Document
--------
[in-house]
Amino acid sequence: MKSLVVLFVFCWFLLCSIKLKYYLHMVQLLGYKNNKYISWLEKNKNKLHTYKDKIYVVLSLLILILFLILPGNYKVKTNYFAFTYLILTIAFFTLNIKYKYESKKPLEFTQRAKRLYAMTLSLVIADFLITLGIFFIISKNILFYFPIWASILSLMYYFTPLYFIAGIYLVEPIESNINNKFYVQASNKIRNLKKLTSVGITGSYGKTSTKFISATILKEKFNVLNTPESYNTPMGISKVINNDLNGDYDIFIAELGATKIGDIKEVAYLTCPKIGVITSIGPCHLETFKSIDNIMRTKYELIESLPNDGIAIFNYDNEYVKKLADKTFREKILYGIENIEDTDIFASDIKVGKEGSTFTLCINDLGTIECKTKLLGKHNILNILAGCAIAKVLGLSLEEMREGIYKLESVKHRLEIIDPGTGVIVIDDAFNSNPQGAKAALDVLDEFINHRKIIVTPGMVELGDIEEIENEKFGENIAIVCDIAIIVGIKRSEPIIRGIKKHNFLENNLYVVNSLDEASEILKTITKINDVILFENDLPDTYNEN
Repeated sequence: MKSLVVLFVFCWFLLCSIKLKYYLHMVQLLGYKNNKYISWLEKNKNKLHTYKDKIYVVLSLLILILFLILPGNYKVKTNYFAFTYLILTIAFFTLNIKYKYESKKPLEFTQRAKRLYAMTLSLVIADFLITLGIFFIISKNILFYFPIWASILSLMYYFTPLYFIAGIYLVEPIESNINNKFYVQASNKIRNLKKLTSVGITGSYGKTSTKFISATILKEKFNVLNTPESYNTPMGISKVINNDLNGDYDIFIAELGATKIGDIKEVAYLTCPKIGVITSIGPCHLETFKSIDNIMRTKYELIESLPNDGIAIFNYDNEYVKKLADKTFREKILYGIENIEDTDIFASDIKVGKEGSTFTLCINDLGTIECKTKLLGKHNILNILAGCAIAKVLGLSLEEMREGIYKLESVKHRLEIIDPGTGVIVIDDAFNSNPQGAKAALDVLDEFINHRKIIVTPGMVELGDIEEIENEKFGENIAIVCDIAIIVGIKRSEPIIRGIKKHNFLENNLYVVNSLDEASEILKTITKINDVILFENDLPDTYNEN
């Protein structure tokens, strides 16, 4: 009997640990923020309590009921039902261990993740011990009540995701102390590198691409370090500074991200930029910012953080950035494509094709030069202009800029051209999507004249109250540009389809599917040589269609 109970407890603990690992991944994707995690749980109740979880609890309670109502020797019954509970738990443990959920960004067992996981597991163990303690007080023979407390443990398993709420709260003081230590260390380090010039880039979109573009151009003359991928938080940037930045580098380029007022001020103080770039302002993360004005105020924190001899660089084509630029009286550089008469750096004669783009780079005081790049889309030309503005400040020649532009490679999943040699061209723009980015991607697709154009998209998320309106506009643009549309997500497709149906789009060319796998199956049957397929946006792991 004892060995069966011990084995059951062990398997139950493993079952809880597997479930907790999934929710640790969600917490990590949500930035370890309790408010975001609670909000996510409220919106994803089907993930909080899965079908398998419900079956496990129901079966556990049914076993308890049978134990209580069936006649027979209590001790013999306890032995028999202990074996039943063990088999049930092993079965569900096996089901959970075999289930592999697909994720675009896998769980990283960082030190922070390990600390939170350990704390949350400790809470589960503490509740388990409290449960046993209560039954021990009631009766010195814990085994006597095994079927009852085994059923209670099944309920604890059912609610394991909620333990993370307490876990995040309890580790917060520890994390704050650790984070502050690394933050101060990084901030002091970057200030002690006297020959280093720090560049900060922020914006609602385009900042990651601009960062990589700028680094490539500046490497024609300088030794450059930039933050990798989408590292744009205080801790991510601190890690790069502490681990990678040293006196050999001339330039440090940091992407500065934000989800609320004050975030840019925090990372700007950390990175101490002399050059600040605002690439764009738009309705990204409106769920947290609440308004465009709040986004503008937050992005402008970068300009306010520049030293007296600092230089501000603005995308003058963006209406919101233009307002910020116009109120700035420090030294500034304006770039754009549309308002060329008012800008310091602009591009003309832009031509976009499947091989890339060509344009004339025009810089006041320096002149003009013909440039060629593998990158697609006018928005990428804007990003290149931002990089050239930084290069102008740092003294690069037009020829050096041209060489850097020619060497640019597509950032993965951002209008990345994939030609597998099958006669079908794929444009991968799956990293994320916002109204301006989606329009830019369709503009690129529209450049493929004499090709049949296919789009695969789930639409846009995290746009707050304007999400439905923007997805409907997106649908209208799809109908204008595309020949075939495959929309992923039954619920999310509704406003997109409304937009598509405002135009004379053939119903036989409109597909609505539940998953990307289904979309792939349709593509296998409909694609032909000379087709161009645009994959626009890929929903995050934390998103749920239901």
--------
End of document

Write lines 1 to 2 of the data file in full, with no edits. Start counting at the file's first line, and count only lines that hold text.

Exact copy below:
[in-house]
Amino acid sequence: MKSLVVLFVFCWFLLCSIKLKYYLHMVQLLGYKNNKYISWLEKNKNKLHTYKDKIYVVLSLLILILFLILPGNYKVKTNYFAFTYLILTIAFFTLNIKYKYESKKPLEFTQRAKRLYAMTLSLVIADFLITLGIFFIISKNILFYFPIWASILSLMYYFTPLYFIAGIYLVEPIESNINNKFYVQASNKIRNLKKLTSVGITGSYGKTSTKFISATILKEKFNVLNTPESYNTPMGISKVINNDLNGDYDIFIAELGATKIGDIKEVAYLTCPKIGVITSIGPCHLETFKSIDNIMRTKYELIESLPNDGIAIFNYDNEYVKKLADKTFREKILYGIENIEDTDIFASDIKVGKEGSTFTLCINDLGTIECKTKLLGKHNILNILAGCAIAKVLGLSLEEMREGIYKLESVKHRLEIIDPGTGVIVIDDAFNSNPQGAKAALDVLDEFINHRKIIVTPGMVELGDIEEIENEKFGENIAIVCDIAIIVGIKRSEPIIRGIKKHNFLENNLYVVNSLDEASEILKTITKINDVILFENDLPDTYNEN